“It’s all about relationships.”
Those were the opening words of a speech my former history teacher and long-time friend gave at a ceremony held in his honor.
John taught high school students for more than three decades. In the classroom, he challenged his students to excel to levels that most of them never thought possible.
He also coached basketball and directed his school’s athletic program for years, leading young men and women to achieve great things on the court and on the field.
He has been a motivator, an encourager, and, most of all, a friend to hundreds of teenagers and their families over the years.
A few years ago, his service and accomplishments were honored when a new athletic center at the high school was named for him. Hundreds of current students, alums,
school officials, and friends turned out for the dedication ceremony.
When his time came to speak, John said, “It’s all about relationships. And the thing that motivates me most to do what I do is my relationship with Jesus Christ.”
The crowd jumped to their feet in thunderous applause, because they recognized that John’s words were genuine and real.
is all about relationships. God offers us a relationship with Himself through His Son Jesus Christ. And that central relationship with Jesus transforms all other human relationships we have – in our friendships and our families, and every aspect of our
God is relational. Throughout eternity, the Triune God – Father, Son, and Holy Spirit – has enjoyed an unbroken relationship together. Jesus spoke of His relationship
with the Father on many occasions. In John 10:30, He said, “I and the Father are one.” The night before He was crucified, Jesus prayed to the Father for His disciples, “That they may be one as We are.”
The perfect relationship Jesus shared with the Father makes His fourth cry from the cross all the more painful to hear:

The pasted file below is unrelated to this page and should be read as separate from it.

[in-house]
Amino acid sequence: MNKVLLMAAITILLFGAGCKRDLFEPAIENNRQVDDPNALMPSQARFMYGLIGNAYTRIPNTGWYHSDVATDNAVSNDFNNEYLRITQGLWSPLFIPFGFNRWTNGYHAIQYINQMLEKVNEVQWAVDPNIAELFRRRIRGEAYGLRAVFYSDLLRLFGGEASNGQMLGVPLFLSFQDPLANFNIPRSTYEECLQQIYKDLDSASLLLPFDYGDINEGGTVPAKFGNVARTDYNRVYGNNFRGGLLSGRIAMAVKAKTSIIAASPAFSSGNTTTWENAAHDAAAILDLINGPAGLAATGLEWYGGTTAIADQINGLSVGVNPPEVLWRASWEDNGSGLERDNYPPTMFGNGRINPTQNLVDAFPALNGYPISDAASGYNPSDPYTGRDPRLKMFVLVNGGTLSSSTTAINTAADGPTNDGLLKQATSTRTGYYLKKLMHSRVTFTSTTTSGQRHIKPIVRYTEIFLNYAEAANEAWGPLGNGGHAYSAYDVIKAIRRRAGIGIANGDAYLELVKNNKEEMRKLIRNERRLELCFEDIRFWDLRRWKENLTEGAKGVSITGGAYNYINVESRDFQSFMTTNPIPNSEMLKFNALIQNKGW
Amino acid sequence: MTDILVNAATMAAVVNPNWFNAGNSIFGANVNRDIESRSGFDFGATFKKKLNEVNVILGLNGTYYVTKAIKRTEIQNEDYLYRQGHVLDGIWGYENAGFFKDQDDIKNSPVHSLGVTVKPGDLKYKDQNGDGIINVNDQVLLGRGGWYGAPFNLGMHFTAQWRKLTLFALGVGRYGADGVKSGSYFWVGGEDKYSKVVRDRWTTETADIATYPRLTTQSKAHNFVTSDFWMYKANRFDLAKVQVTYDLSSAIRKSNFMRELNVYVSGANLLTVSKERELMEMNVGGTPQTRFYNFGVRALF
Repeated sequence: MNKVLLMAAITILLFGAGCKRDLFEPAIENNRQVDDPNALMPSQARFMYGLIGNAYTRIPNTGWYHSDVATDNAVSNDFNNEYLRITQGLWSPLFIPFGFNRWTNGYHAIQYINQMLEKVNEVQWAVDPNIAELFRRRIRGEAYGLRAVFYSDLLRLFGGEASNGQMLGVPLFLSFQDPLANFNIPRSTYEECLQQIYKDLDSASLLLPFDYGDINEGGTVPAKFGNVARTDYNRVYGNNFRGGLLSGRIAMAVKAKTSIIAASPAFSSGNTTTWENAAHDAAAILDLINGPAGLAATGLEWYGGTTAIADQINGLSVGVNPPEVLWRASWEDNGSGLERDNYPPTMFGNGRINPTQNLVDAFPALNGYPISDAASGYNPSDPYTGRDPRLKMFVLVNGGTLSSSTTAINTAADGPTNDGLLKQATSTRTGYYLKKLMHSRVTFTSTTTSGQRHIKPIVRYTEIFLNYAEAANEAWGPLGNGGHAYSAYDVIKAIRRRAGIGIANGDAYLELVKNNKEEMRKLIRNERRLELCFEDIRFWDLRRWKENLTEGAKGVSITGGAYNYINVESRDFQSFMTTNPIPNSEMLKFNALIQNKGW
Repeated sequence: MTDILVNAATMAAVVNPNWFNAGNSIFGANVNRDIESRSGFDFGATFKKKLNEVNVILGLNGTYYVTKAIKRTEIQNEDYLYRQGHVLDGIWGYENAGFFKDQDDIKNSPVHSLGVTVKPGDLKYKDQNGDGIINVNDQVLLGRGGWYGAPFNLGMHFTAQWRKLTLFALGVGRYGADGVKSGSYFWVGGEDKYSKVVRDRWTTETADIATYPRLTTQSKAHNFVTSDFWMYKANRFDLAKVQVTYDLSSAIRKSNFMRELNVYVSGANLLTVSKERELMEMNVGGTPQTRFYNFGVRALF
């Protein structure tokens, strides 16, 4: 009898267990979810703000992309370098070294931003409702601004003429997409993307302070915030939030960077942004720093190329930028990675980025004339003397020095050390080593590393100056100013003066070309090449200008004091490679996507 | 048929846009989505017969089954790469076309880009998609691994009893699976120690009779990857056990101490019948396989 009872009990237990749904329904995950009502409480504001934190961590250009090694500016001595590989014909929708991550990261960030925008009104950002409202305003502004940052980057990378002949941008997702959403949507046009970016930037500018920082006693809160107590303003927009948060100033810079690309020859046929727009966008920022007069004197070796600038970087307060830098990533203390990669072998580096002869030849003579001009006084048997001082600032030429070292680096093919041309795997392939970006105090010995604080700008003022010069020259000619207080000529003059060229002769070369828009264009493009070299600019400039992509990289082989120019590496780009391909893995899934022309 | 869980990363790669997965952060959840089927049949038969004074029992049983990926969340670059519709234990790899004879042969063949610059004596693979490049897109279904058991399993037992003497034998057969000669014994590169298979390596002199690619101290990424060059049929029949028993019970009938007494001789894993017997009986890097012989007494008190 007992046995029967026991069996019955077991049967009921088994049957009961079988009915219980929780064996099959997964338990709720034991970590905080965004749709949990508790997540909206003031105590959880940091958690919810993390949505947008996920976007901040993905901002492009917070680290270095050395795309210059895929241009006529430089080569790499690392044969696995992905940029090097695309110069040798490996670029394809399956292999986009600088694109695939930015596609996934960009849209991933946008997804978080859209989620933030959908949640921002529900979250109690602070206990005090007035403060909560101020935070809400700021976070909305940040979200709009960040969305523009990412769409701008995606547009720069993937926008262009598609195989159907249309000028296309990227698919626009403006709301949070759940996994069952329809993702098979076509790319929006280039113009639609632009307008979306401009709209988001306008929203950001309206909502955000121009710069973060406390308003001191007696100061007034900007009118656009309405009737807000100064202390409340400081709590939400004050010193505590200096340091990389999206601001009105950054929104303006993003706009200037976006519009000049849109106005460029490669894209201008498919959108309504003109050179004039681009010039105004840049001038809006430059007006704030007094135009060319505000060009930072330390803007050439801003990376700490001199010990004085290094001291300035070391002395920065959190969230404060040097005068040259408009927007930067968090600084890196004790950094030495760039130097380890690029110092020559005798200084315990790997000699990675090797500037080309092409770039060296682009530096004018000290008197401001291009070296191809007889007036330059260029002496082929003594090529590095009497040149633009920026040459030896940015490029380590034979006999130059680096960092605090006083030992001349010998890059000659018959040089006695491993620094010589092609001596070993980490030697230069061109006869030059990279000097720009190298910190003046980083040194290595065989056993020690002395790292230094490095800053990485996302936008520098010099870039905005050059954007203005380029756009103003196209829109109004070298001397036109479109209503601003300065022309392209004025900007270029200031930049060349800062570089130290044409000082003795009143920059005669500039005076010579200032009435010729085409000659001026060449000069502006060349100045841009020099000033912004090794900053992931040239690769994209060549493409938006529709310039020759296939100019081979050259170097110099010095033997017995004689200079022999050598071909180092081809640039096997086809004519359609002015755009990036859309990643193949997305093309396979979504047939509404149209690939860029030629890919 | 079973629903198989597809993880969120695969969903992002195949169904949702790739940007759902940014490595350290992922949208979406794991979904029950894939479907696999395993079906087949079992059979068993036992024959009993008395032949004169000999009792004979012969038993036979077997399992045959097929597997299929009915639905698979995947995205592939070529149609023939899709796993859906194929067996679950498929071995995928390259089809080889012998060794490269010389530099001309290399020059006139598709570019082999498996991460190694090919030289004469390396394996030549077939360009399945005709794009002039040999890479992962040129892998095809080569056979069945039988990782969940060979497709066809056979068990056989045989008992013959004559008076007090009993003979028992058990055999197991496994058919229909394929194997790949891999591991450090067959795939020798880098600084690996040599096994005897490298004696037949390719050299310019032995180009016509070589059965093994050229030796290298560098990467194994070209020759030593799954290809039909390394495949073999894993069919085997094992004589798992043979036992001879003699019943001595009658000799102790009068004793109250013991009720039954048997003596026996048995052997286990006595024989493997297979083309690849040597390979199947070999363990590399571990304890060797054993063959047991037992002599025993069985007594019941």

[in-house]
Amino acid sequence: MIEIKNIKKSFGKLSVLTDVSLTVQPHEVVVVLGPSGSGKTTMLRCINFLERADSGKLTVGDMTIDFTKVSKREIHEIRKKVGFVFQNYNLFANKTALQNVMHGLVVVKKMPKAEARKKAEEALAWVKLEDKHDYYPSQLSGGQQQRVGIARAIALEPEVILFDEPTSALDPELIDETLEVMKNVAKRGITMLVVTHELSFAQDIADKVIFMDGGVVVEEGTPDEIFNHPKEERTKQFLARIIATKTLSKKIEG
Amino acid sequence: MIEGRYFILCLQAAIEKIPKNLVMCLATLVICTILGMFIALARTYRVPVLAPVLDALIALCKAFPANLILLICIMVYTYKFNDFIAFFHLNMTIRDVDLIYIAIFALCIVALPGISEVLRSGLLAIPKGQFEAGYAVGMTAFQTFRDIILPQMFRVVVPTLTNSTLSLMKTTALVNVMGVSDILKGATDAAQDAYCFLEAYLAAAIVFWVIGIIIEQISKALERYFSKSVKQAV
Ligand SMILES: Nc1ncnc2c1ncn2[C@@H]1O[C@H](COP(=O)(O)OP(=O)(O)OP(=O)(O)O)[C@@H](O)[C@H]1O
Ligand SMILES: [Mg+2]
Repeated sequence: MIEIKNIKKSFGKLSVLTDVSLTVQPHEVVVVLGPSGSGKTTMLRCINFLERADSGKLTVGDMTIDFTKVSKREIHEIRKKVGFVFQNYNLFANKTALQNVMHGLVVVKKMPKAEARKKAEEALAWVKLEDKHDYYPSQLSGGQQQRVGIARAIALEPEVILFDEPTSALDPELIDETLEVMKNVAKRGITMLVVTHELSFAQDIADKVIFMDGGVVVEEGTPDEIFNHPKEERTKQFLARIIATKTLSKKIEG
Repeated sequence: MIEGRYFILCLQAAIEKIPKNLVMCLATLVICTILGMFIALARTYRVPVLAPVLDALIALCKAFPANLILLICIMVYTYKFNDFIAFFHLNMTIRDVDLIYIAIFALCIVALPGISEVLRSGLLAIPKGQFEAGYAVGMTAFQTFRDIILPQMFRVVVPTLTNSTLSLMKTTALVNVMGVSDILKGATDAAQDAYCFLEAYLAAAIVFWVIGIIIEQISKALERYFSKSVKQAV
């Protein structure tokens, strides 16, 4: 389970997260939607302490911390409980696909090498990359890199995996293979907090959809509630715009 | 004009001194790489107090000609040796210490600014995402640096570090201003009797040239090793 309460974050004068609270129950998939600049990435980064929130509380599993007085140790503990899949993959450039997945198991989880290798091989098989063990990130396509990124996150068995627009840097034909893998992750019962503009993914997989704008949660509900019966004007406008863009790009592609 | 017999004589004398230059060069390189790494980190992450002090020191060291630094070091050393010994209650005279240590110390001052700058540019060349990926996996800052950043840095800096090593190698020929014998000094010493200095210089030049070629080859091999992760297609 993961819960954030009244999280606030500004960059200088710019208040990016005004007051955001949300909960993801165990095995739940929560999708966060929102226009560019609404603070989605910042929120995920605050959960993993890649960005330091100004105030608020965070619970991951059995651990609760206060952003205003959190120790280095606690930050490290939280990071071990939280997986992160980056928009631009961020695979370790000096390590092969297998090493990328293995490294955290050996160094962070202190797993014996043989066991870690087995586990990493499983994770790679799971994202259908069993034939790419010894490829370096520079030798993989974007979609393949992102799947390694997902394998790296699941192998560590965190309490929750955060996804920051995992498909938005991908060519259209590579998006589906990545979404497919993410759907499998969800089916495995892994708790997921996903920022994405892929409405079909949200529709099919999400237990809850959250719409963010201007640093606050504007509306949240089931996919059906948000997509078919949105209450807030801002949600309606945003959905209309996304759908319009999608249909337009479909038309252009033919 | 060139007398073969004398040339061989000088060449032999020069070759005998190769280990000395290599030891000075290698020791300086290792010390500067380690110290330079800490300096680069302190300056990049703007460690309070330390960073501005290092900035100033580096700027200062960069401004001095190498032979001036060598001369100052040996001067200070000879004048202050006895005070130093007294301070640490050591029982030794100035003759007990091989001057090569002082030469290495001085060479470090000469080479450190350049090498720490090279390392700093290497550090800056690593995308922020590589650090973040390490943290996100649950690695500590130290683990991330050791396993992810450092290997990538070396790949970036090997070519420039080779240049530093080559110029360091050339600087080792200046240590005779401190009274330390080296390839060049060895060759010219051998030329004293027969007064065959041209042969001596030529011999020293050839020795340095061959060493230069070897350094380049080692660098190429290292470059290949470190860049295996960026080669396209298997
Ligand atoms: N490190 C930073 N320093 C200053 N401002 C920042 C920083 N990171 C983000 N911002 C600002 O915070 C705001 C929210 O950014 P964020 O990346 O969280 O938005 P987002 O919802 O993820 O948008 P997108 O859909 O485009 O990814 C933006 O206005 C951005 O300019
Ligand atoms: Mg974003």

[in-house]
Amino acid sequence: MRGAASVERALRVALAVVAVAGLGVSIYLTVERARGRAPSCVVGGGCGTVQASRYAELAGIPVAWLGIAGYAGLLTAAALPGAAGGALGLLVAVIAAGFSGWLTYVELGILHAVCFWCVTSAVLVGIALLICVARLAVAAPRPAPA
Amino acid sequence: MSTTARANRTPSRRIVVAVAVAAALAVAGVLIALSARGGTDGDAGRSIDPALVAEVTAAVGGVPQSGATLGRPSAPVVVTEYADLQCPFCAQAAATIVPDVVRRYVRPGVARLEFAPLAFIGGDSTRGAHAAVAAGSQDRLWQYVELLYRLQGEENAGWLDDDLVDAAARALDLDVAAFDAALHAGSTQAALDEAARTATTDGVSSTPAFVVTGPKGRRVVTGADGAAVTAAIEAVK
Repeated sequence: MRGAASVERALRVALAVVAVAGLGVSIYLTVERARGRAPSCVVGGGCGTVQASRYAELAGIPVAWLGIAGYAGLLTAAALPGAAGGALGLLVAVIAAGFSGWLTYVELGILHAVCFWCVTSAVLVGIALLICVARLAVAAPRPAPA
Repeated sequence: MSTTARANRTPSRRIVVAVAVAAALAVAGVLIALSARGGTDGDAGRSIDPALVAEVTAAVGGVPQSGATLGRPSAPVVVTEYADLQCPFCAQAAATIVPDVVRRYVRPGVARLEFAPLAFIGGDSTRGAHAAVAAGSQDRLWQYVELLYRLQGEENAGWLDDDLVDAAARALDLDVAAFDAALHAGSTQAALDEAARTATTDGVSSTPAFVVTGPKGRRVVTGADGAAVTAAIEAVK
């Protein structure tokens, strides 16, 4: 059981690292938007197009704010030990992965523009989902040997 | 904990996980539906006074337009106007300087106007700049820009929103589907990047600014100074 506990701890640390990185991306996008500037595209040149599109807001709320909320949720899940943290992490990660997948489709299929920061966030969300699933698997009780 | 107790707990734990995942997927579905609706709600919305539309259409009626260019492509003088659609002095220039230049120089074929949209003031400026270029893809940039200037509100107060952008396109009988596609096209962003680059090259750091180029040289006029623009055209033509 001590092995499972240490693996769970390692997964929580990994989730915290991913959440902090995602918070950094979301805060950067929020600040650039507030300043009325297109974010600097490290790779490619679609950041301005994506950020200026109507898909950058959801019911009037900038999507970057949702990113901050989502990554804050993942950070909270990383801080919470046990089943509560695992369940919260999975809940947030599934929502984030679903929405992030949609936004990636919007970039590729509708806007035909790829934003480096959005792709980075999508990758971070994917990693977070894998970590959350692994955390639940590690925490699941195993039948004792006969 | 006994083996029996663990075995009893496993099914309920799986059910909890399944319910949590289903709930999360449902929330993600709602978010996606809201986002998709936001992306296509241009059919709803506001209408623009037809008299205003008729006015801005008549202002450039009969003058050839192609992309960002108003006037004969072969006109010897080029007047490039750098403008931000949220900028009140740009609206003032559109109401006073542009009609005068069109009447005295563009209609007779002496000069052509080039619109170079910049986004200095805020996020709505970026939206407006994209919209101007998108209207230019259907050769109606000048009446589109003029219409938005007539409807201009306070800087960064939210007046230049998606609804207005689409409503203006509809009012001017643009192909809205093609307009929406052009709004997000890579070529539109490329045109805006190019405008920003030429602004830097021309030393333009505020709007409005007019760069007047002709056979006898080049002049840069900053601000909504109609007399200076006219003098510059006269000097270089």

Now from the sixth hour there was darkness over all the land until the ninth hour.
And about the ninth hour Jesus cried out with a loud voice, saying,
“Eli, Eli, lema sabachthani?”
that is, “My God, My God, why have You forsaken Me?”
Imagine the scene: Pitch black, midnight darkness from noon until three in the afternoon. Confusion and fear pervading the atmosphere of Jerusalem and the surrounding
region as people wonder, “Why has the sun hidden its light?” Then, a piercing scream of anguish from the Son of God: “My God, My God, why have You forsaken me.” Those words, prophesied by David in Psalm 22, reveal the anguish of the Lord’s breaking heart.
The word “forsake” means to separate connection with someone, to abandon them, or to desert them. From a theological and spiritual perspective, it is impossible
for us to understand or explain how God the eternal Son could be separated from God the eternal Father. Yet the words of Jesus speak loud and clear; He was forsaken by His Father on the cross.
As Jesus became our sin, He endured sin’s penalty – total separation from God. For those moments that must have seemed like forever, Jesus was severed from the
Father’s life, His life, and His love. In short, He endured the torment of hell on the cross as He died for us. Why was He forsaken of God? So that you and I might never be!
For our sake He made Him to be sin who knew no sin, so that in Him we might become the righteousness
Today, because Jesus was willing to be forsaken by His Father on the cross, we can have a close, personal, and eternal relationship with God.
It’s all about relationships. God loved you so much that He endured the ultimate pain and abandonment so that you can be His forever!
Have a great day and keep moving forward!